K-State's 2005 honorary family grounded in Wildcat academics, athletics
Thursday, September 29, 2005
MANHATTAN -- In the past 20 years, Kansas State University sophomore Lauren Luhrs can't remember a day without some mention or reminder of K-State.
"Whether it was seeing one of the three limestone rocks outside of my house painted with Power Cats or looking at a picture of my sister and me from a K-State event or just talking about our experiences, K-State always popped up, even before my sister or I came to school here," Luhrs said.
Such memories and anecdotes -- like her grandfather's game day outfit of purple cowboy boots and hat and bonding with her sister over their shared love of Manhattan -- help make Luhrs' family the university's 2005 Honorary Family.
Each year, Chimes, the junior honorary, conducts an essay contest to choose K-State's honorary family. The Luhrs -- Lauren; her sister, Victoria; her mother, Barbara; and Lauren's grandparents, Virginia and Lauren Roe -- will be honored Saturday, Oct. 1, as part of K-State's Family Day activities. The Luhrs and Roes will be special guests at the Dean's Dinner and they will receive a plaque at intermission during the K-State volleyball match against Texas A and M.
Lauren, Victoria and Barbara Luhrs are all of Overland Park. Lauren Luhrs is majoring in human ecology and mass communications. Victoria Luhrs, who is student teaching in Kansas City, Kan., this fall, is eligible to graduate with honors in December. She also is a 2005 Harry S. Truman scholar. Barbara Luhrs is a 1976 K-State graduate in textile science and works for an accounting firm in Overland Park.
Virginia and Lauren Roe live in rural Mankato. Lauren Roe attended K-State in the late 1940s. Although his wife, Virginia, is a University of Colorado alum, she now wears purple "religiously," Lauren Luhrs wrote in her essay. Lauren Roe is a semi retired farmer, and Virginia Roe is a retired schoolteacher.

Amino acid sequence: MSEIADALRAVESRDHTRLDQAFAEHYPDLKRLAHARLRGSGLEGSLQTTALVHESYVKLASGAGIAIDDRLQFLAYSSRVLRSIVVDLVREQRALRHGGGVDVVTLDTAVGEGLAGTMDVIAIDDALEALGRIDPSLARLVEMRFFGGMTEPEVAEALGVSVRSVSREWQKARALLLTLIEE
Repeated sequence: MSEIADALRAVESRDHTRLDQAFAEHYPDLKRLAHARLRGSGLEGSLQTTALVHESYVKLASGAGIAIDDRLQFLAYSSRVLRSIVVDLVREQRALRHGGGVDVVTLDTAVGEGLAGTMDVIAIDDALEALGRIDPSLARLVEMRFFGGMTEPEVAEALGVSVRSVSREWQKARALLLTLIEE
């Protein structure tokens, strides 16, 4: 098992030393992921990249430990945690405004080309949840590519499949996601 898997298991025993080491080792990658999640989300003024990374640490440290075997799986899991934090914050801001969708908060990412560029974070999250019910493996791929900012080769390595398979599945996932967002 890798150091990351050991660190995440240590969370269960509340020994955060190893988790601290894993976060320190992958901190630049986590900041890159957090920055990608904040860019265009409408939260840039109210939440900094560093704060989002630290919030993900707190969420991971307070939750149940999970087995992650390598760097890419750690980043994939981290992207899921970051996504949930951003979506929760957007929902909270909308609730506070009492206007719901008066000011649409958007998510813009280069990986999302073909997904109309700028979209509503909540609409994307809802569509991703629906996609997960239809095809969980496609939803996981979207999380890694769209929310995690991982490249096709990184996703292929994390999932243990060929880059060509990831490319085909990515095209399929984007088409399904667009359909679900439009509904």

Barbara Luhrs said her family's involvement in teaching and because both of her daughters attended public schools enforced her belief in the power of public education. She said a K-State education was a great springboard for students like her daughters to go on to other accomplishments.
"It's a very good place to get an undergraduate degree," she said.
What makes the Luhrs and Roes such ardent K-State supporters, Barbara Luhrs said, had a lot to do with her involvement in alumni events and her parents' passion for Wildcat athletics. Lauren Luhrs wrote in her essay that she takes pride in the fact that her grandparents have been K-State football season ticket-holders since the 1970s, meaning the football fans weathered some pretty rough years.
Barbara Luhrs said the K-State campus became a meeting point between Overland Park and Mankato for her and her parents.
"Any time we come to Manhattan, my parents are there," she said. "Anything the girls did on campus, we'd just e-mail to tell mother and dad."
It doesn't take much for a prospective student to get a passion for purple and want to become a K-State Wildcat, Barbara Luhrs said.
"It just happens -- but they have to come to campus," she said.
This article was posted on Thursday, September 29, 2005, and is filed under College News.